Zimbabwe has over the years become a predominantly cash society while mobile communication continues to grow and be pivotal to most consumers in the informal sector. We recognise the inherent burdens airtime pre-payment inflicts on consumers.
These were the words of the founder of Lendme.co.zw, Michael Charangwa, when we chatted with him a few days ago about his new startup. His company lends out airtime to users via a web and mobile web interface. Borrowers are given 7 days to pay for the airtime. And here’s the great part; they don’t charge anything for the service. Well, nothing as long as you pay them back for the airtime on time.
So how do they make their money you ask? Lendme basically sells airtime and providing it on credit in a market that’s not so cash rich, might help them move more volumes faster. They already buy airtime electronically from the mobile operators at wholesale rates.
The idea, Charangwa says, came about in January last year when he was in Nyanga, a tourist area in Zimbabwe. He narrates, “I was about to run-out of airtime, however was able to access internet. So really thought how good it would be to access airtime online or on some sort of mobile application. The problem however was people would have to pre-pay an account.” To tackle the airtime problem and also not require anyone to prepay the airtime Charangwa decided he’d create a company to provide the service.
Though available for registration online, Lendme will be launching officially on May 1. Charangwa explains the product has been in beta test for a month with 1,200 participants and during this time says “we have learnt a lot about our market, expectations and dispelled quite a few assumptions.”
Lendme enters a market where one mobile operator, Telecel, has started offering airtime on credit, and other operators are said to be considering offering the service too. Telecel however requires that you be a subscriber for at least 3 months before they can let you borrow. The Lendme approval process on the other hand takes mere seconds; it’s carried out mainly by computer algorithms which come with a trust rating for new users. The trust rating basically helps the company determine if they can trust the user to pay for their airtime on time. When I registered last week for example, the account was approved immediately and I was able to borrow a dollar’s worth of airtime.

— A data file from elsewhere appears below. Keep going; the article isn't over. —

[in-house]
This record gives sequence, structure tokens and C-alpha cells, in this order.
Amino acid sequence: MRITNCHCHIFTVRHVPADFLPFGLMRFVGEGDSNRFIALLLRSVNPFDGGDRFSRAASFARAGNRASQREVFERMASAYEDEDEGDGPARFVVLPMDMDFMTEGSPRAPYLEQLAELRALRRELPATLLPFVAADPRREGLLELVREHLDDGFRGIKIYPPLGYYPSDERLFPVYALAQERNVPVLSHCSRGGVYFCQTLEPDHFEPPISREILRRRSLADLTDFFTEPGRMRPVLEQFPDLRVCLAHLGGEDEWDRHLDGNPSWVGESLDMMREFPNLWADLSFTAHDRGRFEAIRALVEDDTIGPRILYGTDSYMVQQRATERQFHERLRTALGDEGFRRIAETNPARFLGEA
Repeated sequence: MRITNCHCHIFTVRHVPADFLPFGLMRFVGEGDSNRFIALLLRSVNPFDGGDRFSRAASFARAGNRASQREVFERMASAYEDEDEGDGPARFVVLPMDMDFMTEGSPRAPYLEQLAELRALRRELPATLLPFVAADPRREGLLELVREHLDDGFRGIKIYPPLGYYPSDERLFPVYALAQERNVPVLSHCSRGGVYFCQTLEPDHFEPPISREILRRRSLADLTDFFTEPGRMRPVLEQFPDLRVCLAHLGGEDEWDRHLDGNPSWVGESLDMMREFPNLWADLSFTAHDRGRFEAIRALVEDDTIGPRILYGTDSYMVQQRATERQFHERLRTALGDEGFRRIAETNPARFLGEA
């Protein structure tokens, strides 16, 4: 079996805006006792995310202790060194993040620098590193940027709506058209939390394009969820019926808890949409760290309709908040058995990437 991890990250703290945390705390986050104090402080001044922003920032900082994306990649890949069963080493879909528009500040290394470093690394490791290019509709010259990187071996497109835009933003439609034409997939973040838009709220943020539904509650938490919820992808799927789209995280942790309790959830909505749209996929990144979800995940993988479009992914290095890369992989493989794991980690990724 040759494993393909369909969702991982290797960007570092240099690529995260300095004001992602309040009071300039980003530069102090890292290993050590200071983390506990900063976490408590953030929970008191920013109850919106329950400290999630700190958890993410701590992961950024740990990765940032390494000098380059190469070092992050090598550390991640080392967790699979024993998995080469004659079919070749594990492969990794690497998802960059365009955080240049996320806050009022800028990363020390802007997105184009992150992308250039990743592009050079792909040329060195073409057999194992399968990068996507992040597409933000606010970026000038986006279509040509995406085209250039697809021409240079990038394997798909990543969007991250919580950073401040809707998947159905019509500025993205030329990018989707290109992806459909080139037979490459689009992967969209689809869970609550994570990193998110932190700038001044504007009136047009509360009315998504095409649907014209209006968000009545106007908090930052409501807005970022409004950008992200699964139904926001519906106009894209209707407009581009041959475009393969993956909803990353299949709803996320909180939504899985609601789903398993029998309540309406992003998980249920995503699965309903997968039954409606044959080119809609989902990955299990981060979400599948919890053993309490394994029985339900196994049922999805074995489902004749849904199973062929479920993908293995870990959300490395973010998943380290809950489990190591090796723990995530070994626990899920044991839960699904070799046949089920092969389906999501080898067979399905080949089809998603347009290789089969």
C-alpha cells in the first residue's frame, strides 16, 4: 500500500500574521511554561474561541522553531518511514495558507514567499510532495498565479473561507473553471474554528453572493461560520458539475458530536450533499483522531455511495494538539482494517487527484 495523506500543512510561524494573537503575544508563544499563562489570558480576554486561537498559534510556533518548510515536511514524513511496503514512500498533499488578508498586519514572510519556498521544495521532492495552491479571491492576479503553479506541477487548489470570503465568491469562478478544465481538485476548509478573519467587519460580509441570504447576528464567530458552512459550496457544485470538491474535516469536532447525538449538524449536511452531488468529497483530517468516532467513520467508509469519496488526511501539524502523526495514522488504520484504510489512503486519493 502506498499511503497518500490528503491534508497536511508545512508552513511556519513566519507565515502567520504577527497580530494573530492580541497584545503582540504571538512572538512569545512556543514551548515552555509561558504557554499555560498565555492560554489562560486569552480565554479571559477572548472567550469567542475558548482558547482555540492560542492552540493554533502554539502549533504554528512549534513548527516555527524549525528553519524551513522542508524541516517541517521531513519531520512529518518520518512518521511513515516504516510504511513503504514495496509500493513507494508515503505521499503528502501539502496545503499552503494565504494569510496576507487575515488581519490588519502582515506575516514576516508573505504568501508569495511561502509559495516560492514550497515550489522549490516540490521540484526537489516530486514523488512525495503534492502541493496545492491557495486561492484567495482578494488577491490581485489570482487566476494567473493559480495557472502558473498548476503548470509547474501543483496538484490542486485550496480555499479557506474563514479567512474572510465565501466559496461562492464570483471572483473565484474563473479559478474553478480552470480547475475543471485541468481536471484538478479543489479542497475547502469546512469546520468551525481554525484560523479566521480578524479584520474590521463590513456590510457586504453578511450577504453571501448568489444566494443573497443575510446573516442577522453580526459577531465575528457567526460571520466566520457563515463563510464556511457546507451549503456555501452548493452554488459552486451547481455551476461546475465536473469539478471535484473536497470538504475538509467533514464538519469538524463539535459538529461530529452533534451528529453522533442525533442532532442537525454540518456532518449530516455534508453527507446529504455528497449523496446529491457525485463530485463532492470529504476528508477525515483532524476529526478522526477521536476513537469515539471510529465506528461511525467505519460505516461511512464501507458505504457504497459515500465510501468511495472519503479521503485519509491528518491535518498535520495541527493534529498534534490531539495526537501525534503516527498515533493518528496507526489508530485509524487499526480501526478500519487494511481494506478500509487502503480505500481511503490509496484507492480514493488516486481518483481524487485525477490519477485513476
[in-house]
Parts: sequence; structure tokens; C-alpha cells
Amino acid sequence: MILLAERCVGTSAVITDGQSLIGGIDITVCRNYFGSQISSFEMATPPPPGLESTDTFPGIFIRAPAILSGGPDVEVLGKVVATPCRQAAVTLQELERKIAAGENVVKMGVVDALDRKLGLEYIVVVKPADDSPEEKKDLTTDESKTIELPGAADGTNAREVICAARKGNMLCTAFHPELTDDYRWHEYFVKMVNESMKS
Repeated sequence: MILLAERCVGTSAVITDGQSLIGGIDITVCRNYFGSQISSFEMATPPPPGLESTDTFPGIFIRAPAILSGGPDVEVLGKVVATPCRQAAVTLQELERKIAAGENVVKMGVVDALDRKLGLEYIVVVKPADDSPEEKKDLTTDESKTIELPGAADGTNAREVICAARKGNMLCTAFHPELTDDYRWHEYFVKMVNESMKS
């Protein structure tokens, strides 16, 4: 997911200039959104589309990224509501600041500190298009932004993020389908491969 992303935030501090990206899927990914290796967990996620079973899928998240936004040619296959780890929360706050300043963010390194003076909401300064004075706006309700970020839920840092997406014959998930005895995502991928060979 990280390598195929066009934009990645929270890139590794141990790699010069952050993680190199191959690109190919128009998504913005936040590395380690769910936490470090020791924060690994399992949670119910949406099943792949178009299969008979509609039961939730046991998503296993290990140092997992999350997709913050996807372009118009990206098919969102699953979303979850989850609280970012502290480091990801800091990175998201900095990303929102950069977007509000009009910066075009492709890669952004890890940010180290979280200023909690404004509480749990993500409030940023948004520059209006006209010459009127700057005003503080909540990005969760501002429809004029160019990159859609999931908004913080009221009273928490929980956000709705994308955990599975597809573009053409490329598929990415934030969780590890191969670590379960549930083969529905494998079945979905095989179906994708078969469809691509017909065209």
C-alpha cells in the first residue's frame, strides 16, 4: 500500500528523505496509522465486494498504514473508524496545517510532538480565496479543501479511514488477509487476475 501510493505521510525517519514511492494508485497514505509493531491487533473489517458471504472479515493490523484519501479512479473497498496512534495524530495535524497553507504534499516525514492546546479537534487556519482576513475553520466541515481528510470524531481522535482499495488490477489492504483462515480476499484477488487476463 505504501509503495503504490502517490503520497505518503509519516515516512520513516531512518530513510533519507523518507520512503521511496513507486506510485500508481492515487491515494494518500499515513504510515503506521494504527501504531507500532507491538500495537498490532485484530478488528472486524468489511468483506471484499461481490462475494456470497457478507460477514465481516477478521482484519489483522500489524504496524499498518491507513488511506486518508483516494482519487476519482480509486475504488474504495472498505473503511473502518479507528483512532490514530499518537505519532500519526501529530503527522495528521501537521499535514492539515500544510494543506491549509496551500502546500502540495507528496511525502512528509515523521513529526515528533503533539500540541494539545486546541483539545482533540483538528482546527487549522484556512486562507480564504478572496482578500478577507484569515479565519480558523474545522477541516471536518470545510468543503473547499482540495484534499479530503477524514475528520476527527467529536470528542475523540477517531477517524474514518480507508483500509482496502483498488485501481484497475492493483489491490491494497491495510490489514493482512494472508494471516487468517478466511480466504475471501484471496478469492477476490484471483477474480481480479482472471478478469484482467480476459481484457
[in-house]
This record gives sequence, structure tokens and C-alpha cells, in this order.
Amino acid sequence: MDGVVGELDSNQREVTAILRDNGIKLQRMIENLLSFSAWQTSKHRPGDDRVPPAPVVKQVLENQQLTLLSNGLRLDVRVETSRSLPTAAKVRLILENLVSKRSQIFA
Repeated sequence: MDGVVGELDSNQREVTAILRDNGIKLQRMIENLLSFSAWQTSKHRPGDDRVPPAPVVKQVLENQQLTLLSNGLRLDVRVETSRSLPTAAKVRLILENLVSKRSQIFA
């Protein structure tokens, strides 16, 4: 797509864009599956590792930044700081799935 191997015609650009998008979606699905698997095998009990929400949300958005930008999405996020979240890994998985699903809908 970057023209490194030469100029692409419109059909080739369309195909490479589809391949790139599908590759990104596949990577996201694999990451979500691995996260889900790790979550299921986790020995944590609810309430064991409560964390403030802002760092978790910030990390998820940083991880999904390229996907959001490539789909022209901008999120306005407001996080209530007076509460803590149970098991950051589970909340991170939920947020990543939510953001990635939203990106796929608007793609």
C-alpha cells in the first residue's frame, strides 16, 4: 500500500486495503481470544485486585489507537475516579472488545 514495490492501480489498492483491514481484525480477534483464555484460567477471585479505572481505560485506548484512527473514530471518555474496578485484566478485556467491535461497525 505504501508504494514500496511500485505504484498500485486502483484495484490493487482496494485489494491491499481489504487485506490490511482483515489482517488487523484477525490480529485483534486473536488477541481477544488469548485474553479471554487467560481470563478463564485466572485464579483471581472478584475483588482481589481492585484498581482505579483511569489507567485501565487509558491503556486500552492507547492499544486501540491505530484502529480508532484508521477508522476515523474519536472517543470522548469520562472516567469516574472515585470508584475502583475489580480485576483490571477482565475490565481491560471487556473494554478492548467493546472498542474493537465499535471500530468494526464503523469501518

To pay back, subscribers can either the mobile money payment options EcoCash and OneWallet. When they launch Charangwa says they will be accepting payment from of Zimbabwe issued debit cards as well as bank deposits. The team is also working on making the repayment process smoother by integrating it to mobile operators so that subscribers don’t have to do it manually.
While the product’s target location is Zimbabwe, the Lendme team of 7 employees (including Charangwa) operates primarily from an office in the United Kingdom. Charangwa explains that he travels between Zimbabwe and the UK often for business and that the system as a whole requires very little admin locally so there’s not been need so far to establish offices in Zimbabwe.
In future, Lendme plans to expand the Lendme service beyond just lending people airtime. A service called Lendme Money is the pipeline. Charangwa says the team is working on agreements with a local financial institution to launch a service that will allow users to borrow micro amounts up to $100 using the same platform.
What do you think? Will you likely use Lendme?
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